Sunday, March 25, 2012

Grief Lives in the Marrow

I feel it in my bones; we're coming to the anniversary of Steve's death on April 13, 2011. I've had grief experiences before. I know how it feels impossibly difficult at the beginning, then it softens, then it comes in waves as innocent stimuli from the world open wounds that were only tenuously knit together.

Anniversary Phenomenon in medicine refers to that under-the-surface sense that something isn't quite right: a visceral understanding of heightened vulnerability born out of a prior loss. 

In my medical practice, when people are feeling sad/lonely/depressed/scattered/hopeless/"off," I'll ask, "Did something of any particular significance happen to you at this time of year?"

The answer is often, "Oh, was at this time of year when my brother died," or something of similar importance. That's when we talk about the power of grief, and the power of Anniversary Phenomenon.

So, now as we near the end of March, I remember the wound on Steve's big toe: the impossibly large blood blister that appeared the day the elevator door closed on his foot - or maybe, his feet - in the candy-apple red electric wheelchair. It happened on a date: one of our deliciously normal movie dates to a movie and a meal, courtesy of the sometimes uneven courtesy extended by the Access Bus.

I remember the horror as the healing foot suddenly changed: dusky black spreading through the forefoot, lines of dessication along the sole of the devitalized foot.

This photo shows Steve and me preparing for an after-Christmas party in 2009. It was in March 2010 that he had his enormous heart surgery to replace a strangling aortic valve and bypass narrowed coronary vessels. He was terribly sick even in this photo - on dialysis, his heart failing - but he was ambulatory. I love this photo of us working together, to prepare for one of Steve's favorite activities: food with friends on Bainbridge Island.

Brita and I have worked to establish a new normal, and for the most part, I think we've been very successful. But Steve's presence was big in every way. We all miss him.
I know in my heart that he would likely have gotten much sicker, in spite of his valiant struggle and in spite of our cooperative efforts to win him more time. I am comforted by the fact that it is I - not he - who is grieving. At least, we think death exempts us from that piece.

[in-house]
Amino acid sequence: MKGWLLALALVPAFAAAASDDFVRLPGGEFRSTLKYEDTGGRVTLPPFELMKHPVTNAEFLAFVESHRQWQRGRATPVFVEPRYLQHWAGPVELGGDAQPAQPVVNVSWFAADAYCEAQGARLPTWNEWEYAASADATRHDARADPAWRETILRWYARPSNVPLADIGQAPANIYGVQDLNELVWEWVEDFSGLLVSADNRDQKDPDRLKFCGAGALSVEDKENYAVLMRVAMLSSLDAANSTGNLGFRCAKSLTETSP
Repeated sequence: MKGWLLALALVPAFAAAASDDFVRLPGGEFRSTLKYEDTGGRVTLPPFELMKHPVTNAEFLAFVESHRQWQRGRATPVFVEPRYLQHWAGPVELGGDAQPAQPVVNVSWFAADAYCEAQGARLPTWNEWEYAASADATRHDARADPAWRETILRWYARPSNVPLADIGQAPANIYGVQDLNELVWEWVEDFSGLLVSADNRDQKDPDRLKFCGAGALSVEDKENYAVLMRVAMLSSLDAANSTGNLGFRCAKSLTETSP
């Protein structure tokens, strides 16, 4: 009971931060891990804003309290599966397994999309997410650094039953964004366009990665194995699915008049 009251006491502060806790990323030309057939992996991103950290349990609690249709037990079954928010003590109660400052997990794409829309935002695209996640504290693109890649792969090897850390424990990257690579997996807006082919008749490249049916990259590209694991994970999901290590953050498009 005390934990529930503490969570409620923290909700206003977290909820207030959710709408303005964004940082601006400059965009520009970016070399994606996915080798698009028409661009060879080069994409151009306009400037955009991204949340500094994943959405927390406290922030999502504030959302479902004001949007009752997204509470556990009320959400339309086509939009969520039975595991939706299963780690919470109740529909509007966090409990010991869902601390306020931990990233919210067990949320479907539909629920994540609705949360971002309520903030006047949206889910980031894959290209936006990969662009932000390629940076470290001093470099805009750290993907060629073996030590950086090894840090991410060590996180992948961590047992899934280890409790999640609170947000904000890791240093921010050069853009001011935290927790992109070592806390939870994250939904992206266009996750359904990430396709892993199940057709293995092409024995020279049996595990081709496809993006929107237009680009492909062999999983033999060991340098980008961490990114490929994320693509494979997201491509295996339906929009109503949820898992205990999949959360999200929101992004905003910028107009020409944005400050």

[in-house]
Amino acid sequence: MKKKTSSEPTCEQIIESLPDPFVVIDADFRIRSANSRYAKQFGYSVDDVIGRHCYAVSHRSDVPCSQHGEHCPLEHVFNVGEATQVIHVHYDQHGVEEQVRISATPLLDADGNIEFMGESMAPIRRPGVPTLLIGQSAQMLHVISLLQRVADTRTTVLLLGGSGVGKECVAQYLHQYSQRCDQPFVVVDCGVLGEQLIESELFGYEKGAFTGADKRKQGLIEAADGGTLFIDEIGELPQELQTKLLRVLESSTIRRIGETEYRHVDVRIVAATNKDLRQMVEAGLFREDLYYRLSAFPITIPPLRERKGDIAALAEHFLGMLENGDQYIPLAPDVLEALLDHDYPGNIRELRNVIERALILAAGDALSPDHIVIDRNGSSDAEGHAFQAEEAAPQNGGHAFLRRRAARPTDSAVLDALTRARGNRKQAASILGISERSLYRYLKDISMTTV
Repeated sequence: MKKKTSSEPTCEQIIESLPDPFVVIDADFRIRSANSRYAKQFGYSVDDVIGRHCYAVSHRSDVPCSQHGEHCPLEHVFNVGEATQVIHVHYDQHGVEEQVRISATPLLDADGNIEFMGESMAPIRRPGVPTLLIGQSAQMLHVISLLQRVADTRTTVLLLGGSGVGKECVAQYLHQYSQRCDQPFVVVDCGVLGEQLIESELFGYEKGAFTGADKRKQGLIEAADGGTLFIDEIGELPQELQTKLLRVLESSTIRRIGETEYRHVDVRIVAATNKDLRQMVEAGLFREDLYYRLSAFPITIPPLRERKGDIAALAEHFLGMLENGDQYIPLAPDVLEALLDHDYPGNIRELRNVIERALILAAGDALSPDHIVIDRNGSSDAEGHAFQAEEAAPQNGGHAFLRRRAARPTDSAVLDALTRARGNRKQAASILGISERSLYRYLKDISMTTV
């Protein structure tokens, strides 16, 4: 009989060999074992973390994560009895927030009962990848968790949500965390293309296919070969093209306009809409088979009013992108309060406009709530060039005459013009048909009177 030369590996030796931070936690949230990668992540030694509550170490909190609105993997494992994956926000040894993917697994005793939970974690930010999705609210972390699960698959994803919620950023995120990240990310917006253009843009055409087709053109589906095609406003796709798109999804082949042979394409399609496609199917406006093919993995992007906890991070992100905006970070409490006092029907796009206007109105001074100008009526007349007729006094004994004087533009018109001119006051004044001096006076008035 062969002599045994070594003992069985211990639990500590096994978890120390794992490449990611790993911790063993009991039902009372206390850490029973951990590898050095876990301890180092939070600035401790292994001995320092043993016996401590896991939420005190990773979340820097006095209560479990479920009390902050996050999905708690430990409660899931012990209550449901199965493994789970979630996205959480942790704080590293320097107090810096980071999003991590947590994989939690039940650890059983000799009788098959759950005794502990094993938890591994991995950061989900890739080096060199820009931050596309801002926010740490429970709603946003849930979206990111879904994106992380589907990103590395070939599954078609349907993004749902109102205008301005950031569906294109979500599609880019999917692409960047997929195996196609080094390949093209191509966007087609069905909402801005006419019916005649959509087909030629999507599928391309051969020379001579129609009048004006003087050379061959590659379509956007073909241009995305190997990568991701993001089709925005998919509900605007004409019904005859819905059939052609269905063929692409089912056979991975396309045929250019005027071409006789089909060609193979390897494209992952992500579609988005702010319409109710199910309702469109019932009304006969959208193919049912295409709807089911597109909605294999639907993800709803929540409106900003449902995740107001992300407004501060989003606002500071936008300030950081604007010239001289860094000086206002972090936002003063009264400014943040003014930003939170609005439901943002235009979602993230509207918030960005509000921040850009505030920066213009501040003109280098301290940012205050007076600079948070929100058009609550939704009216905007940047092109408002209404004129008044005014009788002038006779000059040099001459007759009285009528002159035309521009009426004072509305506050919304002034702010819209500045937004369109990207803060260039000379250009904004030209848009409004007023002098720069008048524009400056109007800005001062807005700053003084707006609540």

Steve's story: Let Me Go When the Banter Stops: A Doctor's Fight for the Love of Her Life comes out in May. I'm half-joking with friends that I'll promote it with a free box of Kleenex. But then, that would have been a Steve Williams marketing tool!

Take the best of care,
Linda Gromko, MD
Author of Complications: A Doctor's Love Story

Thursday, March 1, 2012

"Let Me Go When the Banter Stops" is Coming in May!

We're getting closer to the first anniversary of Steve's death. I do not miss dialysis, but I sure miss him.

I wrote throughout Steve's illness - his fall into acute-on-chronic renal failure, his heart events and heart surgery, his critical illness myopathy, his leg amputation, and finally, his death on April 13, 2011. Through chapters written in real time, through correspondence, through this blog and medical records, Steve's story is carefully chronicled.

"Let Me Go When the Banter Stops: A Doctor's Fight for the Love of her Life" will be released in May 2012.

As I gathered consent signatures from over one-hundred individuals, i.e. consent to be named in the story, it became apparent to me that Let Me Go When the Banter Stops represents a true community effort. And a tribute to Steve and the people who worked so hard to try to get him to the point of having a second kidney transplant.

I worked for hours to prepare the manuscript and photos for submission. I got them all in...and within two hours, my computer simply crashed. It was as though the little laptop limped along just far enough to get this project off the ground! And then, time for a break.

This unusual photo captures Steve all velcro'd into the standing table: a device used
to help him learn to adjust to standing after months of being bed-ridden. He
managed to stand for a total of two minutes, but the dream of walking was out of reach.

There's a lot of medicine in the book. I sincerely wanted to educate people about metabolic syndrome, diabetes, renal failure - and the prevention of these maladies. But at its core, the book is always a true love story.

Let Me Go When the Banter Stops will be available through my website ( and through A Kindle edition will also be available.

Take care,
Linda Gromko, MD